Sometimes I think I love crumbling ruins more than I would love the buildings if they were in their original state, although I wouldn't mind being able to time travel between both extremes. As I was peeking though one of the open portholes, I spotted a jet-black cat walking around, and when he saw me he stopped cold. He sat and stared at me for longer than I was completely comfortable with and it was definitely one of those odd life moments that makes me laugh to myself and think how wonderfully strange life can be.

I probably looked like a totally crazy person with my head stuck through a busted out porthole, snapping pictures of dilapidated houses and talking to a cat that no one walking by behind me could even see. As much as I still feel like a fool gawking at weird things in front of millions of strangers in the city, I'm definitely starting to feel more comfortable just doing my thing. I never regret the photo or detour that I take, and I never want to regret the ones that I didn't take just because I felt awkward about it.

I would love to go back to Admiral's Row and see if I can get even better photos, but I should probably hurry because whether it's razed and turned into a shopping center, or just completely collapses in on itself, the ruins are probably not going to around much longer.

Friday, January 17, 2014

Friday Food: Joe's Shanghai



For the most recent installment of our regular dinners out, Katie, Jim and I went to Joe's Shanghai on Pell Street in Chinatown. We'd never been before, but I had walked by it after Christmas dinner at Nom Wah and took note of the massive crowd waiting to be seated. I got home and immediately looked it up on Yelp to see why it was such a popular destination. After reading tons of reviews raving about the Xiao Long Bao, or soup dumplings, I decided that it was worth a try.

I was concerned that we would have to wait a while to be seated (a common complaint) but at 7pm on Monday night we got in right away. The tables are large, so unless you have a party of 8, you'll most likely be seated with strangers. The tables are big enough that it's really not an issue, although it was bit hard to carry on a conversation since the three of us were all seated in a row. The first thing we were asked is if we wanted crab or pork dumplings, since I guess it's assumed by now that most everyone is there for their signature dish. We ordered pork (Jim and I aren't huge seafood fans) to share, and I wasn't starving so I opted out of ordering my own entrée. I did have a few bites of Jim's sesame chicken, which was perfectly tasty but not particularly memorable.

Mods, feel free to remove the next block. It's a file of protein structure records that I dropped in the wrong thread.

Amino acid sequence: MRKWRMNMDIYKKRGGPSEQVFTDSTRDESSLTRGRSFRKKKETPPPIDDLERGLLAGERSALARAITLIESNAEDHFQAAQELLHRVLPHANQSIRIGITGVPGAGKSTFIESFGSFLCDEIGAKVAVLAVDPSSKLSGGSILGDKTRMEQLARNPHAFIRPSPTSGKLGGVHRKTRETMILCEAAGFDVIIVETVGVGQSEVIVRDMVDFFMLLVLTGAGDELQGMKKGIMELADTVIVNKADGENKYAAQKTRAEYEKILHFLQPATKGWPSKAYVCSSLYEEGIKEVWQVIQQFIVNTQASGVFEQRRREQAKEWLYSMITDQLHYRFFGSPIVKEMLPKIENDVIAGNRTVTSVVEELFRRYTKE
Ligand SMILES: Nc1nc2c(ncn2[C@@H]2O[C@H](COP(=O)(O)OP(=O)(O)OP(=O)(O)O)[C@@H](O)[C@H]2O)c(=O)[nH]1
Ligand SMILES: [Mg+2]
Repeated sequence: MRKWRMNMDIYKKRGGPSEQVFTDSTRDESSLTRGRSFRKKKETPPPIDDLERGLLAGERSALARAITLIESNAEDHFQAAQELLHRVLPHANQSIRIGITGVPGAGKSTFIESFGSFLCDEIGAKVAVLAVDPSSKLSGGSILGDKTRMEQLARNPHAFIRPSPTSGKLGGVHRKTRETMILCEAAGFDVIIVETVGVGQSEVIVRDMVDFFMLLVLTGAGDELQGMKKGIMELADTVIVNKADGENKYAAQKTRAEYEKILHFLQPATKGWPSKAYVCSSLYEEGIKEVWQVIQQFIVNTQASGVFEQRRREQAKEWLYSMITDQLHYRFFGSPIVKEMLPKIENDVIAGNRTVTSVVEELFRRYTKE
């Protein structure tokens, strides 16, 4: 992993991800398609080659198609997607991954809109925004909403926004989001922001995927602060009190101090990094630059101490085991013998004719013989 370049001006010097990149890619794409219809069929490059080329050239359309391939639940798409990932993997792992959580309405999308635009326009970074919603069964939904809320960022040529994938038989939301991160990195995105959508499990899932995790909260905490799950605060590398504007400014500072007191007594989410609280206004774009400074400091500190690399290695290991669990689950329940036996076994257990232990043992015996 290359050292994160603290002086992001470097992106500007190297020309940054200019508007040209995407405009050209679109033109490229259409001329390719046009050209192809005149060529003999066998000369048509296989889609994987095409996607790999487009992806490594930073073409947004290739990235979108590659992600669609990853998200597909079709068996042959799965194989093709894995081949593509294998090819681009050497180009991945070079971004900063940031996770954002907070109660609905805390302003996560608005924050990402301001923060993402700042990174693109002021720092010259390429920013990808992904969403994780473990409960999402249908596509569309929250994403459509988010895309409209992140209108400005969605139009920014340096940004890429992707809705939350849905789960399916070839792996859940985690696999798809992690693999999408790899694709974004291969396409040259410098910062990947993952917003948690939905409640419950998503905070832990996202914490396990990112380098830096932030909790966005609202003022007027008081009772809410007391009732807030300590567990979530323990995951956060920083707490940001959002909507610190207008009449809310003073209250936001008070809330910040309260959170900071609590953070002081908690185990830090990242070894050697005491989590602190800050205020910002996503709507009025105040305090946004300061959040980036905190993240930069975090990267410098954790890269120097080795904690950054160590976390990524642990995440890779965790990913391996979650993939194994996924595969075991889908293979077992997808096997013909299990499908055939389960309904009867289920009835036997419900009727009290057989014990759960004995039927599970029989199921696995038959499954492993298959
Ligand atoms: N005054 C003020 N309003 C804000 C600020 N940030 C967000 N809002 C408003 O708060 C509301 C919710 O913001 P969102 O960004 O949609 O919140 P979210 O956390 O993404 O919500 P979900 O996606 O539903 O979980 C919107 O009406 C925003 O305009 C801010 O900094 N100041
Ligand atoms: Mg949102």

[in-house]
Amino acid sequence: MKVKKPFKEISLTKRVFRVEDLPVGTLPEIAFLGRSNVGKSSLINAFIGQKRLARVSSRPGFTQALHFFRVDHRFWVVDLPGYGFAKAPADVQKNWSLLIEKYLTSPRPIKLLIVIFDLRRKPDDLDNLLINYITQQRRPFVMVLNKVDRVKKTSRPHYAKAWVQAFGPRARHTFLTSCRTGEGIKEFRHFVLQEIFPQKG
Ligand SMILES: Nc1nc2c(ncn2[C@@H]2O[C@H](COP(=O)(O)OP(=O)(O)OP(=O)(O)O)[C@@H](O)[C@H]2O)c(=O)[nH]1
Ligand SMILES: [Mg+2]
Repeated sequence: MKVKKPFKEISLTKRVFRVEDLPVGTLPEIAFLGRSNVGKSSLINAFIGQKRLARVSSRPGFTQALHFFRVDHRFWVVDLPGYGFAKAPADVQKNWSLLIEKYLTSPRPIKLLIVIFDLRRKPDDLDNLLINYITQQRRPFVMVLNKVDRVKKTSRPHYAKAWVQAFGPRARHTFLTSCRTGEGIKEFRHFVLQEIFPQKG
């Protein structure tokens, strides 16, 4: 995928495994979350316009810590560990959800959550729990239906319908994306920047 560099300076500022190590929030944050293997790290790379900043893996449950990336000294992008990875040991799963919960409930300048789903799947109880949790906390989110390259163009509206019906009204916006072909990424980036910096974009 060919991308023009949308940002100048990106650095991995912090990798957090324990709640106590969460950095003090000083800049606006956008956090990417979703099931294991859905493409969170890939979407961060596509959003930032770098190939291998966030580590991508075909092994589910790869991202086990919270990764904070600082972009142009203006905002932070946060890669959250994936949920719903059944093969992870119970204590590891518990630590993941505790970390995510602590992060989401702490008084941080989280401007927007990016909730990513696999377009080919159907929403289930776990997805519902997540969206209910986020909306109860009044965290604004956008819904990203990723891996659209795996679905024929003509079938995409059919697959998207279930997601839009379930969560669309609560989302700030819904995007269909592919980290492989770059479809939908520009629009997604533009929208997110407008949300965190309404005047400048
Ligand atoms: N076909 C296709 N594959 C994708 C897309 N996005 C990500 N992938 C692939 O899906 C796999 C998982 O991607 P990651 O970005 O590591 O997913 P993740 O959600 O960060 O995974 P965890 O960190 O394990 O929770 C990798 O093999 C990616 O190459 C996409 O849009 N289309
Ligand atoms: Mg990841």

I'd never had a soup dumpling before, so I can't compare them to anything else, but I can definitely understand the appeal. You get a lot for your money (8 dumplings for $4.95, which falls perfectly within range of my magical $5 price point) and they were surprisingly filling. They are basically exactly what they sound like, which is a dumpling filled with hot (and sometimes VERY hot), delicious soup broth and a ball of meat/filling. They have the potential to be extremely messy or dangerous if you get too excited, but if you take your time they're actually quite simple to eat. The key is to plop the dumpling on your spoon, take a bite out of the top and slowly sip most of the soup before popping the remainder in your mouth. I appreciate any Chinese dish that provides me with a utensil more substantial than chopsticks alone, and believe me when I say that the spoon is your best friend when it comes to soup dumplings.